Filing CabinetHow safe are your community’s critical records from wind and floodwaters? Major (and sometimes even minor) disasters take their toll on the files your community needs to keep itself running, adding more challenges to the already overwhelming task of recovering from an event.

Two articles (below) explain why it’s so critical to protect your records and how to best do it. While they’re written for the general population, it’s not difficult to adapt some of them for municipal use.

Consider, for example, backing up important computer files to a remote location hundreds of miles away (and ideally inland) from your community’s computers, so no matter how large a disaster is, your records will be safe. There are many different commercial outfits offering this service: a quick web search for “online backup” or “remote backup” should get you started. Prices can be surprisingly low (or even free) depending on how much material you need to back up. If you’re concerned about security be sure to read up on how well items are protected on these sites. Keep in mind, that nearly all large businesses (including banks) back up their files, so it CAN be done safely.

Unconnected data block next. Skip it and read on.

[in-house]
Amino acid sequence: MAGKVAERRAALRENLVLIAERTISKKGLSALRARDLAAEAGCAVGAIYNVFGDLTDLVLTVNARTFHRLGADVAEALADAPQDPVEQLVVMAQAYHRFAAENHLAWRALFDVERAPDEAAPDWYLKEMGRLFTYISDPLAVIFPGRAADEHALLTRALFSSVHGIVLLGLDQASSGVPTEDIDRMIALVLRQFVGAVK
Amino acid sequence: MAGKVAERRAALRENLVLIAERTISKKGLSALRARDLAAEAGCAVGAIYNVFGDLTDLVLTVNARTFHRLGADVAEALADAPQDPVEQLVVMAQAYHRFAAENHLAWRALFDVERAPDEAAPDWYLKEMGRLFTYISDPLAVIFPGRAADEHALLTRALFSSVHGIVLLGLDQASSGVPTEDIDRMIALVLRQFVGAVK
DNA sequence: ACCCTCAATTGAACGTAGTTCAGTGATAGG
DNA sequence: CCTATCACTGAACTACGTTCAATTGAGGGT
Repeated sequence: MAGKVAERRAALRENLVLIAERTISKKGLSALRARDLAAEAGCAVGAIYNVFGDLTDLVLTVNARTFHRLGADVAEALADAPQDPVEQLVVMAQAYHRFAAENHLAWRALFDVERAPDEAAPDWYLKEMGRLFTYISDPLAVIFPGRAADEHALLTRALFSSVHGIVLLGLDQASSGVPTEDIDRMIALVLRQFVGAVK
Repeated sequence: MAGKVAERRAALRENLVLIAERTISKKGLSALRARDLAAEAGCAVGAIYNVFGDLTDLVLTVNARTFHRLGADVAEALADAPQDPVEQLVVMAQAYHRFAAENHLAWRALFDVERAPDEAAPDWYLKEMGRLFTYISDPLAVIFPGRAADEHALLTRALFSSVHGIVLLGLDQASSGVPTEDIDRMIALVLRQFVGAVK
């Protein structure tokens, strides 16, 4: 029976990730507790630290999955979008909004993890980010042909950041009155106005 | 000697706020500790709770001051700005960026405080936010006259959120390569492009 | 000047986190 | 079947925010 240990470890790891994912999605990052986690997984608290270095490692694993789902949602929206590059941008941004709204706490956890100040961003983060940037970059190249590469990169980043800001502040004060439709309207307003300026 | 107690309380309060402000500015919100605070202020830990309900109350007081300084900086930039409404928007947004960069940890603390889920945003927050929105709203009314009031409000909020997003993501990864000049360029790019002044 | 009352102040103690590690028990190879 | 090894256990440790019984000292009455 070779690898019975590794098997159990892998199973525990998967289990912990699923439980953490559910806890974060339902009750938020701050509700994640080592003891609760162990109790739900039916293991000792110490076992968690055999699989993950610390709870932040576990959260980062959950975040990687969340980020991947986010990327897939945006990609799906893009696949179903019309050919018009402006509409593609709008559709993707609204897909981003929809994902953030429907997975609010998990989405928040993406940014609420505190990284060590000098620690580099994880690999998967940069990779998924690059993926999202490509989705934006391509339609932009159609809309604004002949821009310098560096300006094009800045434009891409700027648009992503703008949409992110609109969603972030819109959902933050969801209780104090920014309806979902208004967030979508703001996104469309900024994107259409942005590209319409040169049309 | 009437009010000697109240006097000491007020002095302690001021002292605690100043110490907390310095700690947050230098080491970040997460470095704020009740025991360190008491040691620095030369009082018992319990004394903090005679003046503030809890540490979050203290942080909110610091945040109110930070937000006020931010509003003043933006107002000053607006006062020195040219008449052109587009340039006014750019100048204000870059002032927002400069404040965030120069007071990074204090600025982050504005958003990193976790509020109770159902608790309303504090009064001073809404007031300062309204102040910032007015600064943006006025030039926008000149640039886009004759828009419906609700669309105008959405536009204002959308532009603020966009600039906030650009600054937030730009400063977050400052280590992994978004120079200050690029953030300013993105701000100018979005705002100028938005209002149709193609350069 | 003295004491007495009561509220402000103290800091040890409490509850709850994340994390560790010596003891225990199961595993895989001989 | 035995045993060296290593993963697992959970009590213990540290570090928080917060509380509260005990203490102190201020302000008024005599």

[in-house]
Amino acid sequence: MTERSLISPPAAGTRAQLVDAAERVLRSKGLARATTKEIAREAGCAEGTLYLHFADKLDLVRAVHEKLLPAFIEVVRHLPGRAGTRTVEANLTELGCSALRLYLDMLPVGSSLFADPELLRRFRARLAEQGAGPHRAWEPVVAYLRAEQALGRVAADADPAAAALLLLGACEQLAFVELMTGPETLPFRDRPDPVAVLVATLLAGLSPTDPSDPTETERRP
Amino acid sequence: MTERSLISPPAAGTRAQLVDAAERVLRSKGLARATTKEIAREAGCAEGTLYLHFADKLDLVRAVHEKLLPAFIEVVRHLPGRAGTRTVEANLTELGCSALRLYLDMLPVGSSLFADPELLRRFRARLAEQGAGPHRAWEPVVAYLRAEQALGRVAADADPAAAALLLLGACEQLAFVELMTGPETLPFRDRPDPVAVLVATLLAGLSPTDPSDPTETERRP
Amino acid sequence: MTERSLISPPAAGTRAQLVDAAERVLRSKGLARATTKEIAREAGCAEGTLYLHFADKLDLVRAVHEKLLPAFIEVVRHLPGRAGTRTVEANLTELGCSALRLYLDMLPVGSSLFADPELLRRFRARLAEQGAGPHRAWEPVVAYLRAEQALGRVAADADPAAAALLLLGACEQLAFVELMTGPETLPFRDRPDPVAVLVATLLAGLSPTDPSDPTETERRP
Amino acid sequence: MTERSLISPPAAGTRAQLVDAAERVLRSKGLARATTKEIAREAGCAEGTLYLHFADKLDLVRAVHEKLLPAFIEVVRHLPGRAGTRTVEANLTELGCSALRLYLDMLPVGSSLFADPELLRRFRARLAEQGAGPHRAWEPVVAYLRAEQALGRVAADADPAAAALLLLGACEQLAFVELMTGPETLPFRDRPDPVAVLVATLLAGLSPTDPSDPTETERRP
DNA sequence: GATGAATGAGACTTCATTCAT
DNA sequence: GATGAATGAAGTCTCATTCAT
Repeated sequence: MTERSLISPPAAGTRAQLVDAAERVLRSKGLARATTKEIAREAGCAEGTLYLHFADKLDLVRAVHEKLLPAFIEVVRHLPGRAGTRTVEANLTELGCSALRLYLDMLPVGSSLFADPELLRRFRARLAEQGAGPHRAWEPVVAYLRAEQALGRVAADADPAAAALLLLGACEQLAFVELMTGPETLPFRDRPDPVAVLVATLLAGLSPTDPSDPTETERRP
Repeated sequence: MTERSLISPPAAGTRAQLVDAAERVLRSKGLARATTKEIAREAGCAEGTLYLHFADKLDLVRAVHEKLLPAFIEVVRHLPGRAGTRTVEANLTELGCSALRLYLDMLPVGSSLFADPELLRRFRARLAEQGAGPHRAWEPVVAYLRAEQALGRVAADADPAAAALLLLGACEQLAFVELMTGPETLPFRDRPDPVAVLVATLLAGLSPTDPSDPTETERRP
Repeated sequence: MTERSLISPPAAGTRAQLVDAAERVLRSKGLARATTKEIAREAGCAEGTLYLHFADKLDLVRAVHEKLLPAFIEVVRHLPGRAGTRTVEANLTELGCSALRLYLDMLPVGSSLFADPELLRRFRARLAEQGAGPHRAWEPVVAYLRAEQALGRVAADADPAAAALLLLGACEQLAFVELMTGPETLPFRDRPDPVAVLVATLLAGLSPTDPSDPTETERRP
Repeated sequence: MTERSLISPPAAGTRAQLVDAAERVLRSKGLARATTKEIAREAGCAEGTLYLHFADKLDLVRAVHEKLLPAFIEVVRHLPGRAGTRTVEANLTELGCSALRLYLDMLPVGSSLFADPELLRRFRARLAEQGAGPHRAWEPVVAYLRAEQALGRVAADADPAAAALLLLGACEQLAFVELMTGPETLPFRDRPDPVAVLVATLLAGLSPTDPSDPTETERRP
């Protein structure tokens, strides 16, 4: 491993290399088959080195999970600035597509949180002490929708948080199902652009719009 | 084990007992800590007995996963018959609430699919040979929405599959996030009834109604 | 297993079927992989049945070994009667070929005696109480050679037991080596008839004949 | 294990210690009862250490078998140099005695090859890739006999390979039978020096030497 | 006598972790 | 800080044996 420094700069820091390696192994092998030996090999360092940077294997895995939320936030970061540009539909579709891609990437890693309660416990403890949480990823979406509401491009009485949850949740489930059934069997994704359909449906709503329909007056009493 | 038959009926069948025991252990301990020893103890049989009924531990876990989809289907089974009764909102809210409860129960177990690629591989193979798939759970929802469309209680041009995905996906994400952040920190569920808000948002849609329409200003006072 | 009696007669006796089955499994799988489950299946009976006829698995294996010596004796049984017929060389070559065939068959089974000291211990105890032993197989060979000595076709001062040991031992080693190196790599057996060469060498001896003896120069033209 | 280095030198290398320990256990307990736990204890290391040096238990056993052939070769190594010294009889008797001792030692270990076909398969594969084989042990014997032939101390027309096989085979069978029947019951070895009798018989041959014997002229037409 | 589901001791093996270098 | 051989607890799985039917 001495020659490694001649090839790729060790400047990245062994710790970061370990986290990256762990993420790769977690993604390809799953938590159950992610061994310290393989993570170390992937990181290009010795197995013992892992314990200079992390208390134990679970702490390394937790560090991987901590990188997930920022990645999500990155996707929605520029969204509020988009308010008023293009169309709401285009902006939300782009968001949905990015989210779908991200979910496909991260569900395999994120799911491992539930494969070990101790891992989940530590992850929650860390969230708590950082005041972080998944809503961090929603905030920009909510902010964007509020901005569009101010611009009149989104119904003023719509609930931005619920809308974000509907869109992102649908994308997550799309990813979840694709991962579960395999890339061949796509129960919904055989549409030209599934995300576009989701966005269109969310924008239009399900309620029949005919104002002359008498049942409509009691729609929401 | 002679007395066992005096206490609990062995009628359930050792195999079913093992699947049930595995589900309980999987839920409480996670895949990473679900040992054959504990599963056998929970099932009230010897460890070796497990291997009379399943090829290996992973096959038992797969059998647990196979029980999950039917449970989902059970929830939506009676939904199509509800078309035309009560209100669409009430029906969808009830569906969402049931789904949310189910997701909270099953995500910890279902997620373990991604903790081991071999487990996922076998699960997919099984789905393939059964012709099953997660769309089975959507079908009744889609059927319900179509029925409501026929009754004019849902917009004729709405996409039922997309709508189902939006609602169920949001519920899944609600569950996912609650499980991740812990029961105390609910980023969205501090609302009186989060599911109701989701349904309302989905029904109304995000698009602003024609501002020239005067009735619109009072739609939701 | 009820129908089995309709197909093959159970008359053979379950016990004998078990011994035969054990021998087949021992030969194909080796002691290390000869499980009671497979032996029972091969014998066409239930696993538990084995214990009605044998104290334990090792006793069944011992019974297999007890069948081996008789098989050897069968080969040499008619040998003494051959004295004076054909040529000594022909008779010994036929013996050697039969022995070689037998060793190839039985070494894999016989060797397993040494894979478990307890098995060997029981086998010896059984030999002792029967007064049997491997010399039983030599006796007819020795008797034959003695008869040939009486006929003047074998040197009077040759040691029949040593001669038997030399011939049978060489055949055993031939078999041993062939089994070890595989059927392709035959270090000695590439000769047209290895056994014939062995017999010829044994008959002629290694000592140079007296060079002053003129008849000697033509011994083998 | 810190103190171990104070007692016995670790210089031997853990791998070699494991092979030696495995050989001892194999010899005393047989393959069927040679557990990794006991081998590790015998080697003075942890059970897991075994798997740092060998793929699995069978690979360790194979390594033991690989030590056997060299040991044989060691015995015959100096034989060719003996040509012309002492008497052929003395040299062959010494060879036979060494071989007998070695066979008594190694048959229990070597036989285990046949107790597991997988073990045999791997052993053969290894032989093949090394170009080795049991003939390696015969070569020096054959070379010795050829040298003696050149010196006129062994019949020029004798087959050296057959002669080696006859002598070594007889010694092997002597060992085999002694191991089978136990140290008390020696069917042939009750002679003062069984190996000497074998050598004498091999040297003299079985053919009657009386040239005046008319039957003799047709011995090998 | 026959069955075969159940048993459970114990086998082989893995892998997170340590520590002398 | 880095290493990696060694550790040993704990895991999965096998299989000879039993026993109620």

As for the paper files, you could consider scanning the most important ones into your computer, or sending physical copies to a remote location. While this isn’t quick, consider the alternative of having to piece together records after a storm or other disaster.

Are your community’s records ready for a disaster? Are your personal ones? Let us know in the comments.

Disaster Preparedness for Your Finances,” MSN Money.

Pre-Disaster Financial Preparedness Checklist,” CreditCards.com.

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